The impact for humanity and our planet is worth it!
“It takes more than a scientist to put things together. One must have one’s feet in different worlds: capacity building, relevance, the requirements of the science itself, and sustainable funding – it is a huge demand but worth it for humanity!”Prof. Phuti Ngoepe, GCRF START Co-Investigator, Director Materials Modelling Centre, University of Limpopo, South Africa
With climate change and increasing socio-economic challenges facing both developing countries and the developed world, it has become more pressing than ever to invest in the next generation of scientists, and find novel, cost effective and clean energy storage solutions for the good of humanity and our planet. Most recently, during the global Covid-19 ‘lockdown’, we have watched how the world reduced its human activity (such as fossil fuel emissions) and for a short time in places nature bounced back! Yet creating sustained, lasting impact takes time and investment, as demonstrated by our research collaboration successes with the UK and others. In the space we find ourselves now (the ‘new normal’) how are we in Africa and the UK going to redefine our parameters for the benefit of future generations? What kind of world do we want to see post-Covid-19? Collaborating well into the future with synchrotron science through the GCRF START grant is one positive answer to these difficult questions and the global challenges we all face.
“It is an opportune time to strengthen this approach, as we are now in the era of Big Data, and the amount of data coming from various experimental facilities requires an integrated approach with modelling and simulation to exploit new approaches, such as Artificial Intelligence and Machine Learning. This GCRF START grant opens new avenues for exploring more hidden parameters and presents us with good opportunities.”Dr Happy Sithole, Director of South Africa’s Centre for High Performance Computing (CHPC) and Centre Manager of the South African National Integrated Cyber infrastructure System (NICIS).
“It has been hugely rewarding working with Phuti and colleagues and with other African scientists over the last 30 years. I first visited the University of the North (now University of Limpopo) in autumn 1994. I met Phuti and a young colleague working enthusiastically in a small computer lab with one Silicon graphics machine. Over the ensuing decades we have seen develop, from this very modest beginning, a strong and successful centre that has not only produced excellent science but has populated, universities and research centres with its graduates. And I am very pleased and proud that UK scientists were able to contribute to this remarkable achievement.” – Prof. Catlow, GCRF START Co-Investigator, Foreign Secretary and Vice President at The Royal Society, London (UK), Professor of Catalytic and Computational Chemistry at Cardiff Catalysis Institute (UK), and Professor of Chemistry at University College London (UK).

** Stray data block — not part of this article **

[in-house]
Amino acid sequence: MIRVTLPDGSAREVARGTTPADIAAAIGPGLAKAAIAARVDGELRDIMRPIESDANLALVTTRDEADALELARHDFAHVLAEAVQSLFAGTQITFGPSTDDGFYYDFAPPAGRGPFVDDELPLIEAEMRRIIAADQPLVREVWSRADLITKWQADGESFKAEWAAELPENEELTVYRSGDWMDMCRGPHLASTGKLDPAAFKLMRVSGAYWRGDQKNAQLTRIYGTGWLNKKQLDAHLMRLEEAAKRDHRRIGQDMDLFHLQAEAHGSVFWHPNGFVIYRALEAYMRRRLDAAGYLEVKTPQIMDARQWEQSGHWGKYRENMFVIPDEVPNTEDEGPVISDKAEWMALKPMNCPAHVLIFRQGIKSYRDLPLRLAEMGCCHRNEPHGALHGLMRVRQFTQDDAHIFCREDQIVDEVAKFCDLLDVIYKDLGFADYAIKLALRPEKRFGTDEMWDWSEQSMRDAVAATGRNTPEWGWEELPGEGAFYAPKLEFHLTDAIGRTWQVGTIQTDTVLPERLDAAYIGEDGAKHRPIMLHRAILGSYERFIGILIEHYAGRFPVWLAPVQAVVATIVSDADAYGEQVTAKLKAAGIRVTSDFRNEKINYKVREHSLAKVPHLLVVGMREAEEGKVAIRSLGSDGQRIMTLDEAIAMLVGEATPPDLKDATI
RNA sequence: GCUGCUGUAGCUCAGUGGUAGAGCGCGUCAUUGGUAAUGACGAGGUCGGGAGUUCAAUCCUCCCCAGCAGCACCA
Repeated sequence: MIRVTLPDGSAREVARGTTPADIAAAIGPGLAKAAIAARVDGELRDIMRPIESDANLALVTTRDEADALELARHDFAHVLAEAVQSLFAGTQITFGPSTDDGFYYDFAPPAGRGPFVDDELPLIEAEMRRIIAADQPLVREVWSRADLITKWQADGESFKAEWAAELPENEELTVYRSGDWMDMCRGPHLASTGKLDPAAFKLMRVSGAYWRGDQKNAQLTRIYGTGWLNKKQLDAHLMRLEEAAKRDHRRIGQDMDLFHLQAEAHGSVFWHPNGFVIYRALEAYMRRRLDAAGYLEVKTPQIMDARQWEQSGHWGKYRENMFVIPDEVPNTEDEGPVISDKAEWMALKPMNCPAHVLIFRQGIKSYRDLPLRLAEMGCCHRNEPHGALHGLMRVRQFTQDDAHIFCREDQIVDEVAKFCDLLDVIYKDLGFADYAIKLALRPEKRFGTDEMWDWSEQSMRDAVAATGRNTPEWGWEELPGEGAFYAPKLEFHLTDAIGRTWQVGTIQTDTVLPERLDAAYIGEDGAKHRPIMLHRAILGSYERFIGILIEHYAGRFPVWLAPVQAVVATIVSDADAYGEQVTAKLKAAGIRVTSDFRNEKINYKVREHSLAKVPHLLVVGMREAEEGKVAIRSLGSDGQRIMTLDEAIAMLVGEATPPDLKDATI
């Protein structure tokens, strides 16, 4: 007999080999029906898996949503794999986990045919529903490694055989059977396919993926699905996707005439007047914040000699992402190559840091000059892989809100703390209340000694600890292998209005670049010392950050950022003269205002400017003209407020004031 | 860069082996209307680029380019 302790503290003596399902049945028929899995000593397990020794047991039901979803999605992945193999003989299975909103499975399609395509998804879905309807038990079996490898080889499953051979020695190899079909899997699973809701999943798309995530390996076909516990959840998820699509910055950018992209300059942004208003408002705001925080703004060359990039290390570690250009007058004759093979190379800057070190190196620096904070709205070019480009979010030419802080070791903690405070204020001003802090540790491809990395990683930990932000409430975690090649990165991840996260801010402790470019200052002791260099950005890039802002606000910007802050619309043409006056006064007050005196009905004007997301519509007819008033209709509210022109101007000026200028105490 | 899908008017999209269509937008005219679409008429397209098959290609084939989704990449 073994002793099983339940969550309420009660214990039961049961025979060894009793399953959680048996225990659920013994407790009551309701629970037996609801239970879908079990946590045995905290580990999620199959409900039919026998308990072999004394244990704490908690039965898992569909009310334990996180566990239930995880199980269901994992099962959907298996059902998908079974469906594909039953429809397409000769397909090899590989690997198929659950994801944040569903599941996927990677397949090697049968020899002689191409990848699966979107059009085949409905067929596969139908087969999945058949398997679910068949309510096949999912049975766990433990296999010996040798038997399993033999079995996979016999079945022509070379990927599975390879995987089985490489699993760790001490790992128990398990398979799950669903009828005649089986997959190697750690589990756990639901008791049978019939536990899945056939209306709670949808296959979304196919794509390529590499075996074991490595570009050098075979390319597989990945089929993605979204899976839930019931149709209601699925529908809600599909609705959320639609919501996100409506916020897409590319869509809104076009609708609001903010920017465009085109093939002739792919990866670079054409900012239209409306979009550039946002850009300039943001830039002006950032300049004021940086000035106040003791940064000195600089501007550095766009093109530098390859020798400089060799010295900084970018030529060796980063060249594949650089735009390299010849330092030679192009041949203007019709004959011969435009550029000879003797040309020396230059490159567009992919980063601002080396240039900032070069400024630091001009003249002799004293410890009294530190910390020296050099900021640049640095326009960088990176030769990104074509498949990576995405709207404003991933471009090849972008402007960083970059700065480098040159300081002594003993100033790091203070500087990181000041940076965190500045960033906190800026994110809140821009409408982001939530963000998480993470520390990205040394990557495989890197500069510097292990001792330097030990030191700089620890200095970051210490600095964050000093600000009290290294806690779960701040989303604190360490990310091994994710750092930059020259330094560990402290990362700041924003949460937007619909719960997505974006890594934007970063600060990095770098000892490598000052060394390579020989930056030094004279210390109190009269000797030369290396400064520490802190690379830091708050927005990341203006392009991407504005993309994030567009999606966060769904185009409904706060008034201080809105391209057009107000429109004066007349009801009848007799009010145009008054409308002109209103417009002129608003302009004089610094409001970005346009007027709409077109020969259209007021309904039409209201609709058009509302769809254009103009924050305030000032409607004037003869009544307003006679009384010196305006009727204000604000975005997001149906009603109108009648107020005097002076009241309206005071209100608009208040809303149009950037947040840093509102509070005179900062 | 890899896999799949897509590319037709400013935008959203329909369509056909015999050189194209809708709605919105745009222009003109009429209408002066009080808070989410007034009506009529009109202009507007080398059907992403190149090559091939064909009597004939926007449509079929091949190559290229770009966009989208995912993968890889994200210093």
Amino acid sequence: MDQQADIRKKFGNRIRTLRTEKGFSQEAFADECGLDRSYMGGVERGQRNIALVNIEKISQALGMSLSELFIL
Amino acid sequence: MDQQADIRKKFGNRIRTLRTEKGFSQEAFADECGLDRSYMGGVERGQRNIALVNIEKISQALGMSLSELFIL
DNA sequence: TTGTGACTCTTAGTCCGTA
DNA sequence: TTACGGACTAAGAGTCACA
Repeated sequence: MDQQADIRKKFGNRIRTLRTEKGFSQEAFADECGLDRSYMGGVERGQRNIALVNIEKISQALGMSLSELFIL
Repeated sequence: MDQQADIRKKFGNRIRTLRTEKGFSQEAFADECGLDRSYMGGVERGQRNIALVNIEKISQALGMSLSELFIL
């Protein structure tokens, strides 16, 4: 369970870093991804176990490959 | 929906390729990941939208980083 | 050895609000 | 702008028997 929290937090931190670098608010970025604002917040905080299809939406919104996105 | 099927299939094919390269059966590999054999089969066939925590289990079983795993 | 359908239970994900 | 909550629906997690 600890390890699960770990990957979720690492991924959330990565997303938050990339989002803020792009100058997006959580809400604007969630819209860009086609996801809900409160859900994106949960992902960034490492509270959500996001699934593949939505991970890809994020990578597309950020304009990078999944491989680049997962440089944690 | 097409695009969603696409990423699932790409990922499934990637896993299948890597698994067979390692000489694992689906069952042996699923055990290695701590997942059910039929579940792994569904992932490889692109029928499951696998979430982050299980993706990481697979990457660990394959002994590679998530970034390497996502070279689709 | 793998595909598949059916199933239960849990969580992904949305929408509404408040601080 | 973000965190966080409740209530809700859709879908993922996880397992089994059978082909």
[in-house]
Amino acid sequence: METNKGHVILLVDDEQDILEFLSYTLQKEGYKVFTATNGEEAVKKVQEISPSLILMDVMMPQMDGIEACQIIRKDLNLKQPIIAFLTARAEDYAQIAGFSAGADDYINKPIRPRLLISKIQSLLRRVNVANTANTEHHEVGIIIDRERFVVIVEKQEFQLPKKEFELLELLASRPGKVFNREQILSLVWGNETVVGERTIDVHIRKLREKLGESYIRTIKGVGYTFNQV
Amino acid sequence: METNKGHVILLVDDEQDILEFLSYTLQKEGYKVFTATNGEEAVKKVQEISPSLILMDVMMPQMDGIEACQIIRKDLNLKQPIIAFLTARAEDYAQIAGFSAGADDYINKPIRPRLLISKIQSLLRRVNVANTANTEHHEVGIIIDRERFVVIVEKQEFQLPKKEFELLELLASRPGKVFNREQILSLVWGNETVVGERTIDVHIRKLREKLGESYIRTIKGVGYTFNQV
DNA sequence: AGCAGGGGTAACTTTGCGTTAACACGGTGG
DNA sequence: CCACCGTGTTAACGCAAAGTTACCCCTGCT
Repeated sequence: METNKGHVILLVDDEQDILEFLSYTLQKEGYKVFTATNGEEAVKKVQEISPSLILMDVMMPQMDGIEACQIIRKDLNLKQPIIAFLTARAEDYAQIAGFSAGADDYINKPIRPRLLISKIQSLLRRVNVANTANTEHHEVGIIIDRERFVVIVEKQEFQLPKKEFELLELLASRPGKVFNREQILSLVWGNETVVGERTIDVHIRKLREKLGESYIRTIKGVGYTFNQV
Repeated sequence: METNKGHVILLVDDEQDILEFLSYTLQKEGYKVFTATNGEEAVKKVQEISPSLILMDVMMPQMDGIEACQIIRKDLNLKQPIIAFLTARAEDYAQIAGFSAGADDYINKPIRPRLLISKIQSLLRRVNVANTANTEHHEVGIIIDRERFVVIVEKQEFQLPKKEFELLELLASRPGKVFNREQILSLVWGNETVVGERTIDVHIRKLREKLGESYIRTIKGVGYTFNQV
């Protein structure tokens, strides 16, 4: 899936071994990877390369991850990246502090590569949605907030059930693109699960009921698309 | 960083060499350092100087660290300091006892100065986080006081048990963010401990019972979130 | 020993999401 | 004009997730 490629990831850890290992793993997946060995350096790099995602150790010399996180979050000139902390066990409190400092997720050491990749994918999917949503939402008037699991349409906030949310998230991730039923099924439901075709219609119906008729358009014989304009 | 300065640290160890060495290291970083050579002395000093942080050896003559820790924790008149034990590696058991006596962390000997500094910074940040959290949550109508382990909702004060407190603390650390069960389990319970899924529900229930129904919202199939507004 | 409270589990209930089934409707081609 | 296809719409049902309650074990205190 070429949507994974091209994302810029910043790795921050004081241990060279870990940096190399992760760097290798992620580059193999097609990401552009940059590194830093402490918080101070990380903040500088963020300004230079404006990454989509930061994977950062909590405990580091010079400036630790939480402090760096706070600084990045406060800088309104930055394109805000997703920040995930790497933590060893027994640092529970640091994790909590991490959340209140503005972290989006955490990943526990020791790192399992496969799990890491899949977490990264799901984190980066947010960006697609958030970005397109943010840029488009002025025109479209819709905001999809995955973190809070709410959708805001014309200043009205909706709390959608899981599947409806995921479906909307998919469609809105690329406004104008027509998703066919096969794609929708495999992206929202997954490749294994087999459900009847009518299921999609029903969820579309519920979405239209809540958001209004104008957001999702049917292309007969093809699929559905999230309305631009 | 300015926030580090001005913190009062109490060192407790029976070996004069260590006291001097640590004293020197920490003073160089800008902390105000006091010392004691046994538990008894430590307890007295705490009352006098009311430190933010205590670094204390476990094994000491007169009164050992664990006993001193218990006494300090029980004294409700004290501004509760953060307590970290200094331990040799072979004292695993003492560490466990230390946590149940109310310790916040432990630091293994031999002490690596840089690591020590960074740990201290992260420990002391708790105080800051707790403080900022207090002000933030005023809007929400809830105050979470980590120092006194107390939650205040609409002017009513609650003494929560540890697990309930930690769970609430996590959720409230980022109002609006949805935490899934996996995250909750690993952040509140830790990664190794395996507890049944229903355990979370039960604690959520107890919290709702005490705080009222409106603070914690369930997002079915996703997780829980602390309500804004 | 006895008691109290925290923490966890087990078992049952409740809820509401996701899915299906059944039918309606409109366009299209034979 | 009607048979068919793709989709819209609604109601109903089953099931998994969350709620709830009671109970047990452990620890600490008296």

Click here to read more about the UN’s Sustainable Development Goals.
About Prof. Phuti Ngoepe
Prof. Phuti E Ngoepe is Senior Professor, Director of the Materials Modelling Centre at the University of Limpopo and holds the South African Research Chair on Computational Modelling of Materials. Awarded South Africa’s Order of Mapungubwe Silver, Prof. Ngoepe is a Founder Member of Academy of Science South Africa. Click here for a full biography. Prof. Ngoepe is a GCRF START Co-Investigator.
About Prof. Sir Richard Catlow
Prof. Sir Richard Catlow is Foreign Secretary and Vice President at The Royal Society, London, Professor of Catalytic and Computational Chemistry at Cardiff Catalysis Institute (UK), Professor of Chemistry at University College London (UK), and a co- founder of the UK Catalysis Hub. Professor Catlow develops and applies computer models to solid state and materials chemistry — areas of chemistry that investigate the synthesis, structure and properties of materials in the solid phase. “By combining powerful computational methods with experiments, Richard has made considerable contributions to areas as diverse as catalysis and mineralogy.” Prof. Catlow is a GCRF START Co-Investigator.
 Source: The Royal Society: https://royalsociety.org/people/richard-catlow-11198/